1. The reservoir in my hometown was on the site of a Colonial era hat factory.  What could possibly go wrong?

  5. I would just like to say that when my time comes, I would like to build a model of my imaginary palatial estate and place it on my tomb as well. The landscape fountains will be flowing with mercury and the house will be insulated with asbestos.

  6. I’d like to say that shellac and lacquer are two distinct coatings with different properties that means shellac did not replace lacquer. Not a big deal, but the difference is very useful to finishers because they have different solvents and can be alternated in layers to produce decorative finishes. Shellac is used as a barrier layer also because it will not dissolve in the presence of hydrocarbons. Maybe I have provided you with a painless way to fulfill your quota of learning something everyday.

    1. beat me too it! and although a lot of traditional, ancient lacquers were derived from tree resins (just like turpentine), shellac isn’t the bug’s shell (although theres gonna be bug shells in there), but a natural resin they excrete after sucking the sap out of trees. it’s also a completely naturally occuring polymer! especially considering that the only solvent it needs to break it down is alcohol (unless you are using methanol you are looking at a very non toxic, natural substance) ! when most people say lacquer today they are usually either refering to nitro-cellulose (another cool thing in its own right!) or polyuerothanes (but between you and me  theres a reason why polyuerothane is usually just called clear coat, and not lacquer: it sucks in comparison)

  7. Partly, this is a bureaucratic issue. But the larger problem is the mercury-laden soil…

    This seems an odd way to put it. As the linked article says, the main problem is less the dangers and more concern about damaging the artifacts, the way the Terracotta soldiers lost their paint right away. That’s almost the opposite of the usual red tape, since it’s a rare example of planning for the long term.

    1. Good point chenille, thanks for the reminder. I remember that when the researchers first opened and gazed upon the terracotta soldiers, they were painted in lifelike and vivid colours and within a crazy-short time, the paint interacted with the newly introduced air and disintegrated as they watched. Since then, the scientists have been very, very careful about how new discoveries are approached and handled. The researchers were able to use forensic chemistry to make computer models that approximated what they saw when they first opened the chamber, but, you know, like the song says, “…ain’t nothing like…”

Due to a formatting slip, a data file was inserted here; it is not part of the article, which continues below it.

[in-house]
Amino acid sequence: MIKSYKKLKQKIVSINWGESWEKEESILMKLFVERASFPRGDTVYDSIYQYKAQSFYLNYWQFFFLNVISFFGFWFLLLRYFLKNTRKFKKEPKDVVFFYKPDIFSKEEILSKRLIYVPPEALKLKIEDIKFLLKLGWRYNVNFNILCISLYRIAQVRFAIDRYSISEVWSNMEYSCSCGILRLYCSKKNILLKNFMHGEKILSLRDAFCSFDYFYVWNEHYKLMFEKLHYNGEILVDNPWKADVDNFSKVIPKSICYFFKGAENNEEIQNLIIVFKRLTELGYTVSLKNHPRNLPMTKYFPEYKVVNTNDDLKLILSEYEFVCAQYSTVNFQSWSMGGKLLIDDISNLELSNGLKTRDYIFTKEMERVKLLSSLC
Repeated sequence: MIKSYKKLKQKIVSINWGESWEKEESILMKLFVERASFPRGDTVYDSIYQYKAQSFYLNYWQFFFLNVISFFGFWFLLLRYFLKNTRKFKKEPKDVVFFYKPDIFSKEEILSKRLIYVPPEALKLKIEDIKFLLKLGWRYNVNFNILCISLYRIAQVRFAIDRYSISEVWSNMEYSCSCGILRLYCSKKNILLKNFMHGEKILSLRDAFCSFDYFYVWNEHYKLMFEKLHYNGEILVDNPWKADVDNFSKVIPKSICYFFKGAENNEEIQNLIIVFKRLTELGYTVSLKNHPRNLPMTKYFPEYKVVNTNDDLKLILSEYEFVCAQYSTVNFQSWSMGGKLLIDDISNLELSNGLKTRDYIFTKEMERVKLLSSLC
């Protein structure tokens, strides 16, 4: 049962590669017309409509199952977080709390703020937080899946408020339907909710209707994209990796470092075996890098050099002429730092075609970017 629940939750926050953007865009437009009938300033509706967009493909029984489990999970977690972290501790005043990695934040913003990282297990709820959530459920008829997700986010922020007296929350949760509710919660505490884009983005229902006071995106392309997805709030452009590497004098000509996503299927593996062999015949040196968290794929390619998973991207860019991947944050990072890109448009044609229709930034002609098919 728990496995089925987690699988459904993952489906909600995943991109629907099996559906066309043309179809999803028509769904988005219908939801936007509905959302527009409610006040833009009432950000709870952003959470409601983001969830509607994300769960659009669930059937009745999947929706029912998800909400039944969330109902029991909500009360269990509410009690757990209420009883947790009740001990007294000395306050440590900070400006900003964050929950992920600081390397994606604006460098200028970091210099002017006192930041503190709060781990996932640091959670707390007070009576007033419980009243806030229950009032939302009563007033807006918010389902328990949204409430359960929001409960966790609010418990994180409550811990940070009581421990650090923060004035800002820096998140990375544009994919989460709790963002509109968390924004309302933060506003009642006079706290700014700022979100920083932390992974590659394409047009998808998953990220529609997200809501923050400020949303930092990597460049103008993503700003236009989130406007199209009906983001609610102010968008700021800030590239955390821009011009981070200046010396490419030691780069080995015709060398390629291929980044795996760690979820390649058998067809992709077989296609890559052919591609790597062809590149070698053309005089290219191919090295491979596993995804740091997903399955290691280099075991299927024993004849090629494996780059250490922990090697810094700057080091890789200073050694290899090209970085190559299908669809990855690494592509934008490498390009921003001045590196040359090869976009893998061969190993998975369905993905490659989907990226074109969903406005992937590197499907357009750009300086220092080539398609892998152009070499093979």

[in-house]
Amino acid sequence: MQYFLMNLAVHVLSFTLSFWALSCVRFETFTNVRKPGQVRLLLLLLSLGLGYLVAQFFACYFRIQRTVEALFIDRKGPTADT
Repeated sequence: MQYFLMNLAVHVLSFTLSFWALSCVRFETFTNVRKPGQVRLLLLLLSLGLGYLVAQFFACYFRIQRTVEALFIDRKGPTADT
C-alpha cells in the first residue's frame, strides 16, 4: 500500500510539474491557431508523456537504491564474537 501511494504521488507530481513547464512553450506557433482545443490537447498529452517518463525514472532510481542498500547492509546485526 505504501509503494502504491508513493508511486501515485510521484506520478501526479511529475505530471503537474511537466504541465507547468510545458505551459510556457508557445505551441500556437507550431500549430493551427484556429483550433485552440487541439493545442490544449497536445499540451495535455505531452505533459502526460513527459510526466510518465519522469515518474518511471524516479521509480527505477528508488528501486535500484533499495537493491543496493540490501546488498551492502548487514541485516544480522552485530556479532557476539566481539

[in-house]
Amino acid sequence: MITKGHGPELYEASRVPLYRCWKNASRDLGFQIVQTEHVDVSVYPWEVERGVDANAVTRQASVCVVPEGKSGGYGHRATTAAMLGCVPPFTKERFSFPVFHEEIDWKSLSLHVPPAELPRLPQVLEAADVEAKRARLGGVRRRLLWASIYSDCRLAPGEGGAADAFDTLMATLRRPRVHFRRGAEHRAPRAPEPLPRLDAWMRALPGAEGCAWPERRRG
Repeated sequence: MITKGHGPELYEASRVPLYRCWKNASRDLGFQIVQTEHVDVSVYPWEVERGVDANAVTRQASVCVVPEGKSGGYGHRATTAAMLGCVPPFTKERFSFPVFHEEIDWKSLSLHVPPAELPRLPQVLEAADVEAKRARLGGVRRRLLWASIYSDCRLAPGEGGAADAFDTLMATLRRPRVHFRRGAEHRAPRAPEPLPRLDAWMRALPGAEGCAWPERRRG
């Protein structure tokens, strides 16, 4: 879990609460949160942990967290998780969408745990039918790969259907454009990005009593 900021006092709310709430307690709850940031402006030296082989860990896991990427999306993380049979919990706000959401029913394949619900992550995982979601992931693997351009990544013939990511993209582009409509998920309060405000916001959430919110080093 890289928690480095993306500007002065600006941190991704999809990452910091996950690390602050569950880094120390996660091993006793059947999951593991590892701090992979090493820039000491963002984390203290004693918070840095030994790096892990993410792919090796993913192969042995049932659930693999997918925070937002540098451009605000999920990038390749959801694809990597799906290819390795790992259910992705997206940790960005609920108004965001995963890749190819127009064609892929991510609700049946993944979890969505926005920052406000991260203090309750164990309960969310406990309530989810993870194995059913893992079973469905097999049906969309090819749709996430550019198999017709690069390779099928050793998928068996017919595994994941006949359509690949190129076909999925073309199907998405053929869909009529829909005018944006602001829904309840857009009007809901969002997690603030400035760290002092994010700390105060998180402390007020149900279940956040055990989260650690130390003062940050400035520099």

I just skimmed the WikiP article and while it mentions how the figures were originally brightly colored, It doesn’t really say anything about the near instant degradation of of the figures upon contact with new air — but I’m certain I’ve seen this from a couple of sources – just cannot remember where.

      Wait…wait…I just did a bit of looking, I’m wondering if I misremembered about the color instantly flaking. Maybe I was thinking of some other relics ’cause I do remember reading about the instant degradation somewhere.

      Anyway, here’s the link, I’ve read the first two or so pages, looks like a good article:

      and another,

  8. Fun fact: the word for the stuff in poison ivy that makes you itch is “urushiol.” “Urushi” is the Japanese word for the lacquer tree, or for lacquer.

  9. I thought shellac was made from the excretions of beetles, not the beetles themselves. Wikipedia suggests that the bugs are sort of a “bycatch” in the collection process.

  10.  People have varying degrees of sensitivity to poison ivy. Much of my family has a general immunity to urushiol oil, though my brother gained an allergy after excessive exposure. He has since regained his immunity though, after many years.